Page 10-Friday, November 6, 1981-The Michigan Daily
The weekly DAILY line
Counting and Non-Counting Techniques for winning Blackjack
Three of the Daily's senior football "experts" held
an emergency meeting earlier this week behind
closed doors. Mark Mihanovic, Greg DeGulis, and
Drew Sharp met with just one objective in mind-
putting a stop to fellow editor Buddy Moorehouse.
Over the last three weeks, Moorehouse has com-
piled a record of 25-5 to jump out to a three-game ad-
vantage over his closest competitor, DeGulis.
"MARK, THE guy is dangerous," begged DeGulis.
"He's got to be shut down, and right now-before it's
too late. He's got to be stopped."
"Let's shoot him," interjected Sharp.
"I was thinking of something a little more subtle,"
said Mihanovic, puffing on a cigar. "I've already
threatened him with the midget frisbee beat and a
one-way ticket to Escanaba, but he's still winning."
"LET'S SHOOT him," said Sharp.
"That pudgy round-headed kid has been a thorn in
our side since we started these selections," said
DeGulis. "Let's cork him permanently."
"I was thinking more in the line of thumbscrews,"
"Shoot him!" screamed Sharp.
The debate rages on, as Moorehouse and special
guest prognosticator Don Else, provide the challenge
for the other three enraged editors. But one thing is
certain; if Moorehouse values his existence, he will
see to it that a 5-5 record appears by his name next
Eason puts winning stamp
on Illinois aerial attack
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1 SHOW STARTS:
1 ~Mave Waves
For more info: 996-1843' Record & Tape Exc.
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replacement, the man who was not cer-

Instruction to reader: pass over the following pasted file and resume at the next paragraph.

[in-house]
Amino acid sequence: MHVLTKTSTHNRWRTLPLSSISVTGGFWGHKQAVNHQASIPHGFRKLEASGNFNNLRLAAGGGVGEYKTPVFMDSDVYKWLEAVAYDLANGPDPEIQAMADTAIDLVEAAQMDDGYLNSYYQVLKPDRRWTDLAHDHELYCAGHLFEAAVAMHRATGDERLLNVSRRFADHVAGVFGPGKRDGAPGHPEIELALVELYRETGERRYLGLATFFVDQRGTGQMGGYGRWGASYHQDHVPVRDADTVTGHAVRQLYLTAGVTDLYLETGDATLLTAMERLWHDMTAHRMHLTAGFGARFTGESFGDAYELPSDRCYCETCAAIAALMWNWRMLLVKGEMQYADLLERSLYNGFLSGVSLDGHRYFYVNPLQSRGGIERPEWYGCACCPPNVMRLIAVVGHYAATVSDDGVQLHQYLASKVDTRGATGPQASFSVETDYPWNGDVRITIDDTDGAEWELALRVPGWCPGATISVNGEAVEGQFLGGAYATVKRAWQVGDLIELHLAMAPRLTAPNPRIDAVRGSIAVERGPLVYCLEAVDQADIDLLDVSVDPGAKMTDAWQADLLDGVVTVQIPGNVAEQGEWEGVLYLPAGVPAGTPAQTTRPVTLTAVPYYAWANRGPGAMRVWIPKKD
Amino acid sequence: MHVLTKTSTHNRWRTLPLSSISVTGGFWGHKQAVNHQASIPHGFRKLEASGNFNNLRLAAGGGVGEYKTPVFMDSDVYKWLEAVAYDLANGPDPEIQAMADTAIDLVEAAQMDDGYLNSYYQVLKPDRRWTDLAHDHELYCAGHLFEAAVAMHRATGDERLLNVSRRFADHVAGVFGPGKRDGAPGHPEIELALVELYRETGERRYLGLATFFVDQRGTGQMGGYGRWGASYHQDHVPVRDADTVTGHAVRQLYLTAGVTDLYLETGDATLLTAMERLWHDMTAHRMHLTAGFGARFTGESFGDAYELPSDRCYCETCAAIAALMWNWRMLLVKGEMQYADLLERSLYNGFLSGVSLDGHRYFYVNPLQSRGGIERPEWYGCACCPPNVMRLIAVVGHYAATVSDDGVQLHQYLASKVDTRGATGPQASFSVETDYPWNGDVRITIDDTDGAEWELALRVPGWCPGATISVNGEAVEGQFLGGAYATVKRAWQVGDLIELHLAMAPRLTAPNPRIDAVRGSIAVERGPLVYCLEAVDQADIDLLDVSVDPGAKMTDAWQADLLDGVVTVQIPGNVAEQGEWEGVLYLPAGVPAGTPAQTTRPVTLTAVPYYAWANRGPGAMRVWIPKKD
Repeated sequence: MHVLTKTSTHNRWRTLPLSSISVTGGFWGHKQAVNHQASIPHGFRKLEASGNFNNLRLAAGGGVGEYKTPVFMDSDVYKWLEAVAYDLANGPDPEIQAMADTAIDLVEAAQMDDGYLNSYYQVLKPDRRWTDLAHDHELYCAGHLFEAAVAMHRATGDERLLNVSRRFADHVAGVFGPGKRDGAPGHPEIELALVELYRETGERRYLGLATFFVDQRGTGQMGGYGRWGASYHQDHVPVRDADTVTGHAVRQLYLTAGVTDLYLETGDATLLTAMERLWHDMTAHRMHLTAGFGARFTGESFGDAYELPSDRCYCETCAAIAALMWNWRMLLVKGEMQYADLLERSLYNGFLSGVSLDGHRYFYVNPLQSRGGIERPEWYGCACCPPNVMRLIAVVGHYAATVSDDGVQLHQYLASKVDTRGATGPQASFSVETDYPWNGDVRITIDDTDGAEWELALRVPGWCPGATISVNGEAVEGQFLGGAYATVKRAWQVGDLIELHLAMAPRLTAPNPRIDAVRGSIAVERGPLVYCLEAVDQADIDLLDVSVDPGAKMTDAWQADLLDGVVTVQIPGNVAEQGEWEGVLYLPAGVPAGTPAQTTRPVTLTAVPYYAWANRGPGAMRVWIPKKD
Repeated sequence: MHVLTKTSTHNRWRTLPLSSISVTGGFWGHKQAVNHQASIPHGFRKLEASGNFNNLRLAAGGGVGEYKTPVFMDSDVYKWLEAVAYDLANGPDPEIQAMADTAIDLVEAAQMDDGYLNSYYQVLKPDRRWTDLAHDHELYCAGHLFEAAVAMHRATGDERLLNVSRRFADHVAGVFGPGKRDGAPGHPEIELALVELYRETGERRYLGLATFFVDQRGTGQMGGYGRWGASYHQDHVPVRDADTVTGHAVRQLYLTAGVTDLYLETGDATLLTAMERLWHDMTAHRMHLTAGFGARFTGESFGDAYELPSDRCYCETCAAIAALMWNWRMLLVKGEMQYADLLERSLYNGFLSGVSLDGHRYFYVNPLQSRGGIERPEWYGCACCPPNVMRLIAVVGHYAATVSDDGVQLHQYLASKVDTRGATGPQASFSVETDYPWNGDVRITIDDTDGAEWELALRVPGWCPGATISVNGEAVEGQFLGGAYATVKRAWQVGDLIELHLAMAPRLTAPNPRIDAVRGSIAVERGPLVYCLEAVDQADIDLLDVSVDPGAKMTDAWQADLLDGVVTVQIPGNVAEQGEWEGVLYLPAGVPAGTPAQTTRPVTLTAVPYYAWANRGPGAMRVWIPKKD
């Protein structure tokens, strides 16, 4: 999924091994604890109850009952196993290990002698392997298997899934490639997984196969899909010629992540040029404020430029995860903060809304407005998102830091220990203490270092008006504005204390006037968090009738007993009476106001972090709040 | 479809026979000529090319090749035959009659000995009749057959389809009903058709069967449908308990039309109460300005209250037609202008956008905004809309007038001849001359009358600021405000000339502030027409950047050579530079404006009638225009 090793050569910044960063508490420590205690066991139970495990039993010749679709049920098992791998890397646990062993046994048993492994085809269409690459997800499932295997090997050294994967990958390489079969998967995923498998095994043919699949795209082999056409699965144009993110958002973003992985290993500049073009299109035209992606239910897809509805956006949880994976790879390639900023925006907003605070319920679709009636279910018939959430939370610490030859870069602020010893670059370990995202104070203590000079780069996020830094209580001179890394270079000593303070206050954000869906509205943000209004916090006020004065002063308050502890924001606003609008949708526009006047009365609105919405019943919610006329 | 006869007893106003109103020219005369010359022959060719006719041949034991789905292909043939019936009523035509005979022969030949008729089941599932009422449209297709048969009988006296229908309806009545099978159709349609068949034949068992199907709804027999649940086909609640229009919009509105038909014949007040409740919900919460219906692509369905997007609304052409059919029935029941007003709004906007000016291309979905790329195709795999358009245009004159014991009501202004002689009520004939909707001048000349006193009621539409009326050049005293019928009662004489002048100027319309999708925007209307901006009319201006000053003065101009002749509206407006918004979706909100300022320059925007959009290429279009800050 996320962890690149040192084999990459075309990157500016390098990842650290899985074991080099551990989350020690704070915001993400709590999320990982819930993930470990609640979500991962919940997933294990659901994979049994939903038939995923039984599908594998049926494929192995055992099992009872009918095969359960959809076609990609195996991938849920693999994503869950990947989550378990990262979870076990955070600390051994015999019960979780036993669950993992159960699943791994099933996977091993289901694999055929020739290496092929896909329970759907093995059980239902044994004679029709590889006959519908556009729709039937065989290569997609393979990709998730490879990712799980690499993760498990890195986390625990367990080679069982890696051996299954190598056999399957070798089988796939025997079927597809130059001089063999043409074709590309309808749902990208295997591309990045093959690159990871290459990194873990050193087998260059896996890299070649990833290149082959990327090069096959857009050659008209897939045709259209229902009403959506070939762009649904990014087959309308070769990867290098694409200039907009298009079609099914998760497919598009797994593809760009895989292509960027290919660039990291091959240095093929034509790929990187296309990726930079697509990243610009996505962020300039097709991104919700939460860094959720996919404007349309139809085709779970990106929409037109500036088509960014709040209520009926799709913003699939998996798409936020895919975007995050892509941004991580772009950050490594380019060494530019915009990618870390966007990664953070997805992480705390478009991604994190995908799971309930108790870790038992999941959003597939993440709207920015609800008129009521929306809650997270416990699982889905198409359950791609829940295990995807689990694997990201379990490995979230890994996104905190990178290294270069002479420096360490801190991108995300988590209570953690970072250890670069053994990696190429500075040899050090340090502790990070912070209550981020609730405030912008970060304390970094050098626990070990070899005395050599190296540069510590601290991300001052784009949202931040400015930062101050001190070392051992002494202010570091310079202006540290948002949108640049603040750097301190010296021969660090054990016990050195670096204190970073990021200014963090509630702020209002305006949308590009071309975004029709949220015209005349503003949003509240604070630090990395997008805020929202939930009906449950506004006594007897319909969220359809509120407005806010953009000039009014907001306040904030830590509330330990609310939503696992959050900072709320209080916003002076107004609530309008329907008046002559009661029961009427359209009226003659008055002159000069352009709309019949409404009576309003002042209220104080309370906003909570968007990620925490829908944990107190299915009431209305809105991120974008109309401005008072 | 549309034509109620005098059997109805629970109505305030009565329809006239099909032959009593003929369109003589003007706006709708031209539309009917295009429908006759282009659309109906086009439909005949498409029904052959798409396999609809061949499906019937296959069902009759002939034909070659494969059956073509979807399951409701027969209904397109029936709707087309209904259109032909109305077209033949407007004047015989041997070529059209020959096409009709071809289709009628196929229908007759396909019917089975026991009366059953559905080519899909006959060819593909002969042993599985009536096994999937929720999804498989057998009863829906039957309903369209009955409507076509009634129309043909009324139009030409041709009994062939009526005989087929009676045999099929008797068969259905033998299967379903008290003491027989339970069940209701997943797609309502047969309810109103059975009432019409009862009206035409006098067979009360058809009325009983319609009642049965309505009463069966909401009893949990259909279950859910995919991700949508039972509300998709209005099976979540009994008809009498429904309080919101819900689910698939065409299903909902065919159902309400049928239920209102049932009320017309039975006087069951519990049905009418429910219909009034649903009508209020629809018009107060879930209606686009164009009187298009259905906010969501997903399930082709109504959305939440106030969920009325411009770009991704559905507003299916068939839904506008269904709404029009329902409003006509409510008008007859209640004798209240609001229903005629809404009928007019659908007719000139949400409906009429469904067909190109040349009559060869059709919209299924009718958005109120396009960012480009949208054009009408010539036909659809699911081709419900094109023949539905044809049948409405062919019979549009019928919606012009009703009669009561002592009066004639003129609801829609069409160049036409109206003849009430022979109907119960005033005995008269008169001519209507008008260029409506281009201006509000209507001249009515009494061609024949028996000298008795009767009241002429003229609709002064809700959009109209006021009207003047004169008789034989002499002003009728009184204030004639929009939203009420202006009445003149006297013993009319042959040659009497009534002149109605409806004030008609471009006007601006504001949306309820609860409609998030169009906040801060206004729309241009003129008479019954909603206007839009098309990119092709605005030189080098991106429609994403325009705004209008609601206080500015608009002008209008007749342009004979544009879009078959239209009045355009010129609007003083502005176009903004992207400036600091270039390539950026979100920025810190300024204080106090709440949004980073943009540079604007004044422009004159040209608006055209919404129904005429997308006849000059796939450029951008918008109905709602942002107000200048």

tain from week to week during the fall
of 1980 whether or not the courts would
pull Wilson off the field and put him on
it, is setting Champaign, Illinois on fire.
Tony Eason (don't be-silly, of course-
he's a junior college transfer) is
playing coach Mike White's free-
wheeling offensive philosophy to the
hilt, averaging 291 yards per game
through the air. And the Illini, who
finished 3-5 in the Big Ten behind a
zillion yards of Wilson passing last
season, enter Michigan Stadium
tomorrow at 4-2 (5-3 overall) and one-
half game from the top.
The major question entering the 1981
season was whether a quarterback who
did not throw much in high school or at
American River Junior College in
California could adapt to the put-it-up-
and-keep-it-up attack coached by
Eason adapted. He has thrown for
more than 300 yards five times thus far,
prompting White to flatly state, 'Tony
Eason is an All-American."
EASON IS NOT about to, boast,
however, that he knew it all along.
"Coming into the season, I didn't really
look ahead to where I'd be right now,"
he said. "I just wanted to contribute to
the team. This offense is a good offense
to play quarterback on."
Indeed, the wide receiver combo of
Mike Martin and Oliver Williams (55
catches, 1074 yards, and 10 touch-
downs) is an attractive pair totwork
with. But there's no doubt that the big
weapon for the Illini is the right arm
wh' h has uncorked 72 straight passes
without interception in its last two
"Tony has just had a great year,"
White said. "He's done all the things
that we've asked of him. He's throwing
a variety of passes, and he's thrown for
a better completion percentage than
Wilson. We've centered the offense on
him like we did on Dave."
THE KEY TO obtaining Eason's ser-
vices was one of the California connec-
tions which White developed as head
coach at Cal and offensive coordinator
"I never saw a film on him," White
said. "He was recommended by one of
my ex-assistants out in California, Al
Saunders. He had seen him throw the
ball, and he told me I'd better take
Eason is just as grateful to Saunders
as White must be. The junior physical
education major said that his biggest
asset as a quarterback is "being un-
... sparks Illini offense
der Coach White. He's very intelligent,
and he takes advantage of certain
situations quite well. We don't like to
"We're happy. We've done well in
couple of games and badly in a couole
of others, but everybody's gaining con=
fidence," Eason continued. "We've im-
proved defensively as well as offer-
sively, and when we win, it's a team
For the Illini to secure a "team vic-
tory" over Michigan, they will need an
outstanding individual performance by
Eason. But it will have to be the type
that wins games, not the kind of day
that the aforementioned Wilson had last
year in Ann Arbor, when he threw for
318 futile yards as his squad lost, 45-14.
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